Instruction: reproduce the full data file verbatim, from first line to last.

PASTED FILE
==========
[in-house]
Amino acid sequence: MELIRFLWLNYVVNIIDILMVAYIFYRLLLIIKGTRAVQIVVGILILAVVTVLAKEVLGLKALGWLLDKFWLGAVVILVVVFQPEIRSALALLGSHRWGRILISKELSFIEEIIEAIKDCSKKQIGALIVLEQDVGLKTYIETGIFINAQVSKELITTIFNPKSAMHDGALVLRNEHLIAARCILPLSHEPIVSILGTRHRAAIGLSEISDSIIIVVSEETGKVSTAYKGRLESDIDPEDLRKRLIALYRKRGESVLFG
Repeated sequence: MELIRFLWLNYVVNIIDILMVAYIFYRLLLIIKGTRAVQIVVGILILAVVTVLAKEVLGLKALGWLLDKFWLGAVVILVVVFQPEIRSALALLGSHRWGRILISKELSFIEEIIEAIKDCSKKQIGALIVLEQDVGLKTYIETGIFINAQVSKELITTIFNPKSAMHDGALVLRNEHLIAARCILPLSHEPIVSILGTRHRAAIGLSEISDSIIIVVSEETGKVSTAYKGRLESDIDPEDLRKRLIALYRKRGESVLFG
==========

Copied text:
[in-house]
Amino acid sequence: MELIRFLWLNYVVNIIDILMVAYIFYRLLLIIKGTRAVQIVVGILILAVVTVLAKEVLGLKALGWLLDKFWLGAVVILVVVFQPEIRSALALLGSHRWGRILISKELSFIEEIIEAIKDCSKKQIGALIVLEQDVGLKTYIETGIFINAQVSKELITTIFNPKSAMHDGALVLRNEHLIAARCILPLSHEPIVSILGTRHRAAIGLSEISDSIIIVVSEETGKVSTAYKGRLESDIDPEDLRKRLIALYRKRGESVLFG
Repeated sequence: MELIRFLWLNYVVNIIDILMVAYIFYRLLLIIKGTRAVQIVVGILILAVVTVLAKEVLGLKALGWLLDKFWLGAVVILVVVFQPEIRSALALLGSHRWGRILISKELSFIEEIIEAIKDCSKKQIGALIVLEQDVGLKTYIETGIFINAQVSKELITTIFNPKSAMHDGALVLRNEHLIAARCILPLSHEPIVSILGTRHRAAIGLSEISDSIIIVVSEETGKVSTAYKGRLESDIDPEDLRKRLIALYRKRGESVLFG